Do you make any of these subtle sports parenting mistakes?

By Janis Meredith | Posted 4/18/2016

You may not be the ranting sports parent who paces the sidelines or the ballistic mom or dad who corners the coach after a game, but some subtle sports parenting mistakes can be just as damaging or deflating to a young athlete.

Ask yourself some hard questions. Are you guilty of any of these missteps?

Do you emphasize performance over effort? Your child is not in college or the pros. His stats and his performance should not be your main focus. Your child is learning hard work, discipline, teamwork and goal achievement. Absolutely celebrate the good games, but don’t let those be the only victories you acknowledge.

Does your child feel pressured to play? This can be an unspoken pressure. Maybe dad or mom played the sport, and the child feels he must follow suit. Or maybe dad is a football coach and the son feels obligated to play. The best way to be sure you are not making this mistake is to simply check your own motivation and then communicate to your child. Letting him know that he does not have to play the sport just because you played it or because you coach it encourages him to do what he enjoys.

SEE ALSO: 7 steps to teaching your athlete self-control

SEE ALSO: Our football story: A mother’s gratitude to the coaches that stuck by her son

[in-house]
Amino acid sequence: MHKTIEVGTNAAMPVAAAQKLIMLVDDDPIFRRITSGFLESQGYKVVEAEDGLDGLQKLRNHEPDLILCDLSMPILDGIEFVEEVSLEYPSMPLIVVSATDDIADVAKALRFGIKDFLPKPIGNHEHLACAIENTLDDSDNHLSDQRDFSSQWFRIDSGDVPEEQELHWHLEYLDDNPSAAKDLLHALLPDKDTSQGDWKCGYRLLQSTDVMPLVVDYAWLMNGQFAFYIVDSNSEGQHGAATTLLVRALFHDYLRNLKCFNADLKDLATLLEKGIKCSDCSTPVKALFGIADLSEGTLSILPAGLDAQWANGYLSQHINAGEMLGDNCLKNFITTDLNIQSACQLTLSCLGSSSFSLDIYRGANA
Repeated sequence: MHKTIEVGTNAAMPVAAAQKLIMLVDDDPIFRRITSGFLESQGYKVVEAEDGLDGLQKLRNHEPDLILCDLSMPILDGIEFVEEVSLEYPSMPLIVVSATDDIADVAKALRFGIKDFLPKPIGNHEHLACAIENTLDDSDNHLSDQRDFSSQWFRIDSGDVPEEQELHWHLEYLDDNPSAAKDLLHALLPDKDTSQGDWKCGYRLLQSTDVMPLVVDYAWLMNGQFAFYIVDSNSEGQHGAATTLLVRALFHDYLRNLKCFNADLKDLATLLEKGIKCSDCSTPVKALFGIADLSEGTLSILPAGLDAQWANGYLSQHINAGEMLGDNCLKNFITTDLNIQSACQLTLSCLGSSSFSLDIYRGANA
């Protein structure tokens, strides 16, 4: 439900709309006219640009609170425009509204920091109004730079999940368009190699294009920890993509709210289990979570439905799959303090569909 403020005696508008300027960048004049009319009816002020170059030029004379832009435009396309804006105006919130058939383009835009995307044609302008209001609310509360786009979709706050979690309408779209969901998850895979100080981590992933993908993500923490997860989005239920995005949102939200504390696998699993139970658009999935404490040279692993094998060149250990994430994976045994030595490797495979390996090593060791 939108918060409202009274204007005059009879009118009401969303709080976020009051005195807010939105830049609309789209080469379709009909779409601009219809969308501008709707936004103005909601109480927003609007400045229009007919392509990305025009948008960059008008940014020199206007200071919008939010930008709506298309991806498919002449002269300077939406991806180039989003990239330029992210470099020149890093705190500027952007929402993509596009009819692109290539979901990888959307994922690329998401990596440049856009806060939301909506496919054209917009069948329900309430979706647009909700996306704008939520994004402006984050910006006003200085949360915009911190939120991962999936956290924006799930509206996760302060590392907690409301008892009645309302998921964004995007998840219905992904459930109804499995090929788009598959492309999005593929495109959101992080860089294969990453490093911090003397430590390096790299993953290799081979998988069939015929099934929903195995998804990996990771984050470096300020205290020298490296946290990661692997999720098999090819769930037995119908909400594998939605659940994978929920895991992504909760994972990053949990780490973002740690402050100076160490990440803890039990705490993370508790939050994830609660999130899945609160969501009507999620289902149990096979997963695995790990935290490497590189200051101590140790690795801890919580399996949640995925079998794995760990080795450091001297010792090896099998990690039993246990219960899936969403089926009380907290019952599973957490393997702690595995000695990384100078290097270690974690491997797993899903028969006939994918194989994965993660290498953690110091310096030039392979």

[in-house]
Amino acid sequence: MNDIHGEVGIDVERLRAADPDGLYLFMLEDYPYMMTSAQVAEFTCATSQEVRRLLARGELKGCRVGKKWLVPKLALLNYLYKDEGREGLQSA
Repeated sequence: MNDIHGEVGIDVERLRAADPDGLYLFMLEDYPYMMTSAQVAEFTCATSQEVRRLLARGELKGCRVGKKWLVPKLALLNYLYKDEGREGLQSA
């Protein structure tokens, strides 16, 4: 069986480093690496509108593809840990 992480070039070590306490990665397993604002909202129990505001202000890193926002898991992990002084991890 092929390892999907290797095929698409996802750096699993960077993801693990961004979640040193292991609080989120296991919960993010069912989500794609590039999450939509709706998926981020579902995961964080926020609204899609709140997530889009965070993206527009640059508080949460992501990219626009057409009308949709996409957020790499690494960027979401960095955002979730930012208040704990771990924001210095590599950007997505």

Do you stir up discontent? I have been guilty of this misstep. It usually looked like this: My child didn’t get the playing time, position or recognition that I felt was deserved, so I’d ask questions or make comments that fed my child’s discontent. In some cases, my child was not bothered by the situation and my remarks planted the seeds of doubt and discontent; in other cases, my comments simply watered what was already starting to grow. Comments such as: Why didn’t your coach put you in the game in the second half, or I can’t believe your coach treats you like that. Stir up discontent in our children and do not help them play better or resolve their frustrations.

Do you take youth sports way too seriously? I guess another way of saying this would be to ask, quite bluntly: Do you have a life outside of youth sports? Having a passion is one thing. Having an obsession is another. Youth sports is not an end in itself. It is a means to an end, that end being that your kids grow up to be strong, responsible and compassionate adults. If you are infatuated with youth sports to the extent that you talk about little else with your kid, you constantly coach your child to improve his skills, or you get way too upset about your child’s challenges, then my friend, it is time for you to get a life.

You may not be yelling at the coach from the bleachers or chewing your child out from the sidelines, but I’ve been around youth sports long enough to know that even the most well-behaved parents–in public that is–can make mistakes that hurt their kids. If you see yourself in any of the above subtleties, it’s not too late to change course.

Janis B. Meredith, sports mom and coach's wife, writes a sports parenting blog called JBM Thinks. She authored the Sports Parenting Survival Guide Series and has a podcasting series for sports parents. You can also find her on Facebook and Twitter.